Today’s refrigerator doors are magnetic and can be opened from the inside, a safety feature that followed the Refrigerator Safety Act of 1956. That’s because previously, refrigerator doors could be opened only from the outside, and children would become trapped inside and suffocated. Beware of older or vintage models and if you are discarding a refrigerator, make sure you remove the door first. Another rare hazard: exploding refrigerators, which can occur when the back of the refrigerator gets hot and the gas refrigerant moving through the compressor is trapped.
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#4. Ranges or ovens
– Total reported injuries: 510
– Reported deaths: 39
Cooking-related fires are the most prevalent as far as kitchen accidents, often a result of unattended pots and pans. The National Fire Protection Association recommends remaining in the kitchen when frying or broiling and checking the food regularly if you’re roasting, baking, or simmering. Move pot holders, towels, and other flammable items away from the stove, and have a lid on hand to cover small grease fires. If a fire begins in the oven, leave the door shut and turn the oven off.
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#3. All-terrain vehicles (number of wheels unspecified/off road)
– Total reported injuries: 865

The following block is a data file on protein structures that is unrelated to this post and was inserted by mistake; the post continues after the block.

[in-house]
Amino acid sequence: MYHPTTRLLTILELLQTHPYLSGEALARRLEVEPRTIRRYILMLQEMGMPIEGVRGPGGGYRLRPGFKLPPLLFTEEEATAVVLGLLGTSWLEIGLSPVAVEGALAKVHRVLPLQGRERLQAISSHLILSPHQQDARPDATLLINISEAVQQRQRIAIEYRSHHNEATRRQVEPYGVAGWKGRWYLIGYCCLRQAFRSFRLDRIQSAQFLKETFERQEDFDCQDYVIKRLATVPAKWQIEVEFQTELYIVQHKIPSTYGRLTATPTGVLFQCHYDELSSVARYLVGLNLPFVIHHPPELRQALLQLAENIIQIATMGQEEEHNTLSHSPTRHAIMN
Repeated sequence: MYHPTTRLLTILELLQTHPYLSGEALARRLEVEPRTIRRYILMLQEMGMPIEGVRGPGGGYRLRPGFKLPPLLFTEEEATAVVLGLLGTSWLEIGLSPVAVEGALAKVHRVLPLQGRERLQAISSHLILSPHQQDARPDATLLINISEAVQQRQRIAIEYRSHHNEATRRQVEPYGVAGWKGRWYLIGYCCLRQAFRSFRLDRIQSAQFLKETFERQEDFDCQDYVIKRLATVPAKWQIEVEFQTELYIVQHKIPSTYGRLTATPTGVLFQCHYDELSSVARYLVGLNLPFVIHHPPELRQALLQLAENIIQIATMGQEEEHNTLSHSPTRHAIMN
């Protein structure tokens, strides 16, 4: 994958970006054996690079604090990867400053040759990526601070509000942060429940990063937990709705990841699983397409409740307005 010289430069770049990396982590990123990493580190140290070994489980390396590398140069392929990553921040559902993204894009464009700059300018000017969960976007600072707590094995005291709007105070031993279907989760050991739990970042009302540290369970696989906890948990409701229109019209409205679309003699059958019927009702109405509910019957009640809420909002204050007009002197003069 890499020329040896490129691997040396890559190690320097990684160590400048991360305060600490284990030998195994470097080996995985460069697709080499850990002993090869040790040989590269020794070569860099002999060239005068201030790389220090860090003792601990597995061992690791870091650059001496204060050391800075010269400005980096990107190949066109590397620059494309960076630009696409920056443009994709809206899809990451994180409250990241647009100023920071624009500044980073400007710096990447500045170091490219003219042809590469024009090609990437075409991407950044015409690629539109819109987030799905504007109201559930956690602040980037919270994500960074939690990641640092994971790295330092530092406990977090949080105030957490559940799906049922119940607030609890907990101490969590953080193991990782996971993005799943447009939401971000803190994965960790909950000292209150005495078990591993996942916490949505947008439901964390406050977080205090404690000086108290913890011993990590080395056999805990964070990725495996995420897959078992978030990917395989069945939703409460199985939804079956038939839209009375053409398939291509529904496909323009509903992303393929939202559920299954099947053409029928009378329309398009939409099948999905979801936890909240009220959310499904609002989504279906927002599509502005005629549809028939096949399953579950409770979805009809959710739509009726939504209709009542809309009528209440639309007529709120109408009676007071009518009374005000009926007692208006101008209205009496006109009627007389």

– Reported deaths: 487
The University of Missouri Health Care offers several ways to handle all types of all-terrain vehicles, including never riding three-wheelers, which are not safe and are no longer manufactured. Take a safety course, and wear a helmet and protective gear. Ride solo on an ATV designed for one person, and with a single passenger on an ATV meant for two people. And never let a child drive an ATV meant for an adult.
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#2. Bicycles and accessories (excluding mountain or all-terrain)
– Total reported injuries: 1,068
– Reported deaths: 572
Preventable bicycle deaths rose 37% in the decade between 2010 and 2019, according to the National Safety Council, a nonprofit safety advocate. There’s better news concerning injuries, which dropped 40% over the same period. Deaths are most prevalent during the summer months, from June through September. Here are some tips to help you stay safe on the roads: Wear a helmet and bright-colored or reflective clothing, use bicycle lights and hand signals, obey the rules of the road, and make sure your bicycle is in good working order before you set out.
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#1. General home or room involvement in fires
– Total reported injuries: 1,480
– Reported deaths: 881
Fires can be deadly, with people 85 and older and those in the South and Midwest at the greatest risk of dying. It’s imperative to learn how to prevent fires, including how to escape your home quickly. The American Red Cross recommends installing smoke detectors at every level of your home and in bedrooms and suggests testing them every month. Practice an escape route twice a year, and if a fire breaks out, leave as quickly as you can and call for help.
This story originally appeared on BuyersGuide.org